To understand how widespread this issue is in the world and not just potentially in Iraq, here are some facts:

  • In developing countries, more than 60 million women aged 20-24 were married/in union before the age of 18. Over thirty-one million of them live in South Asia (UNICEF estimates based on MICS, DHS, and other national surveys, 1987-2006).
  • In countries like Bangladesh, Central African Republic, Chad, Guinea, Mali, and Niger more than 60 per cent of women entered into marriage or into a union before their eighteenth birthdays (MICS, DHS, and other national surveys, 1987-2006).
  • Girls living in the poorest 20 per cent of households are more likely to get married at an early age than those living in the wealthiest 20 per cent. In Peru 45 per cent of women were married by age 18 among the poorest 20 per cent, compared to 5 per cent among the richest 20 per cent (UNICEF estimates based on DHS 2000).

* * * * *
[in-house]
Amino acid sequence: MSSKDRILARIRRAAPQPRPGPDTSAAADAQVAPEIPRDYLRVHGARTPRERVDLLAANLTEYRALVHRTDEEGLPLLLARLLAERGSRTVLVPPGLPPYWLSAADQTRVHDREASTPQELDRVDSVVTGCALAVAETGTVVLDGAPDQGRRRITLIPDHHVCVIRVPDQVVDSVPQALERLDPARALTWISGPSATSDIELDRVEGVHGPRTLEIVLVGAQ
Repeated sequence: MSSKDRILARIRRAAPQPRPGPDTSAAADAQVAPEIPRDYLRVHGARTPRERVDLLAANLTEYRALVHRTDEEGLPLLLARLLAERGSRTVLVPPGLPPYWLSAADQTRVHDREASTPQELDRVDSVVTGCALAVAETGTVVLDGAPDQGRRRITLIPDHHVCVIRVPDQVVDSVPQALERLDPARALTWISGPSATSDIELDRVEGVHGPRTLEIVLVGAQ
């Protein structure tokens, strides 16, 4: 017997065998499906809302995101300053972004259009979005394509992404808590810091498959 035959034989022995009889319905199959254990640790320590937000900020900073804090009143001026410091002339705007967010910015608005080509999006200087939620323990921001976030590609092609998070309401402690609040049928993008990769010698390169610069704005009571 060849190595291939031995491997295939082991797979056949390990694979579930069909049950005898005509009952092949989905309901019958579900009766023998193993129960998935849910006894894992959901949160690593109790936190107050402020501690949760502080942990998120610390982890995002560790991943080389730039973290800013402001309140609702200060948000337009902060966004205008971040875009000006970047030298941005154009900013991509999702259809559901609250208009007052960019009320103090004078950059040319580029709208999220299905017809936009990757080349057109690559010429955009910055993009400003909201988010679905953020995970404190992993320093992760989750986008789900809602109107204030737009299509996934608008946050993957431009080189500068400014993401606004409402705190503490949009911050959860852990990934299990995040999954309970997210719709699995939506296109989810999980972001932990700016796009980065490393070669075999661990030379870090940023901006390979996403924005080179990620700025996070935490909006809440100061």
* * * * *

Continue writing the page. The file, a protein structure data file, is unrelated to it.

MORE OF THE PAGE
• Women with primary education are significantly less likely to be married/in union as children than those who received no education. In Zimbabwe, 48 per cent of women who had attended primary school had been married by the age of 18, compared to 87 per cent of those who had not attended school (UNICEF estimates based on DHS 1999).

To read more about global child bride issues:

The Young and the Betrothed – Child Brides

15 Year Old Afghan Bride Beaten for Refusing to Enter Prostitution by In-Laws

Acid Throwing and Forced Marriage Now Illegal in Pakistan

Information originally appeared in: Iraq Wants To Legalize Child Marriage – The Daily Beast.

 

West Meets & Marries East: The Mail Order Brides Industry

Religion and Marriage

This chart has been circling the Internet. What’s interesting about wedding tradition today is that it is mostly shaped by pop culture and media, whereas back in the day it was influenced mostly by religion. This chart lays out the various verses that relate to marriage, sex and women’s issues. While a lot of these practices are not as commonly practiced, I thought I might address ones that are: